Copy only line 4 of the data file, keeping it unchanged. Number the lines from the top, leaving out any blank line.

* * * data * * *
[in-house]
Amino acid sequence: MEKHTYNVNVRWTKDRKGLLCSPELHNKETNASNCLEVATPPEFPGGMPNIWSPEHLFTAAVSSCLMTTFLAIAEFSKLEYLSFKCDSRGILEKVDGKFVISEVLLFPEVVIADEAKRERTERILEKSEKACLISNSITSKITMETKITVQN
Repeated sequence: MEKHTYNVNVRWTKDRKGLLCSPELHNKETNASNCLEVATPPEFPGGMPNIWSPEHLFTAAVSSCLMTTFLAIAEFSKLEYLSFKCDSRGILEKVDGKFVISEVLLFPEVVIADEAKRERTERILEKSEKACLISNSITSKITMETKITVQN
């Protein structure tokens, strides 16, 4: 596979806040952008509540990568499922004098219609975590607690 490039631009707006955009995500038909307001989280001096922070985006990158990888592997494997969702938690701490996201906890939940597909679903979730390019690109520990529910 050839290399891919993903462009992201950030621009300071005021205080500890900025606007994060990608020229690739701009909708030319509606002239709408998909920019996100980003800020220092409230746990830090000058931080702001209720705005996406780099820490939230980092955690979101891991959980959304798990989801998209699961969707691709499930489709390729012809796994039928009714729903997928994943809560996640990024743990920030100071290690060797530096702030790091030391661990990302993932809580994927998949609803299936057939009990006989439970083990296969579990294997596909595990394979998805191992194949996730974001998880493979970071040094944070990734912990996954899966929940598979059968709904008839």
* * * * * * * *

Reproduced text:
């Protein structure tokens, strides 16, 4: 596979806040952008509540990568499922004098219609975590607690 490039631009707006955009995500038909307001989280001096922070985006990158990888592997494997969702938690701490996201906890939940597909679903979730390019690109520990529910 050839290399891919993903462009992201950030621009300071005021205080500890900025606007994060990608020229690739701009909708030319509606002239709408998909920019996100980003800020220092409230746990830090000058931080702001209720705005996406780099820490939230980092955690979101891991959980959304798990989801998209699961969707691709499930489709390729012809796994039928009714729903997928994943809560996640990024743990920030100071290690060797530096702030790091030391661990990302993932809580994927998949609803299936057939009990006989439970083990296969579990294997596909595990394979998805191992194949996730974001998880493979970071040094944070990734912990996954899966929940598979059968709904008839």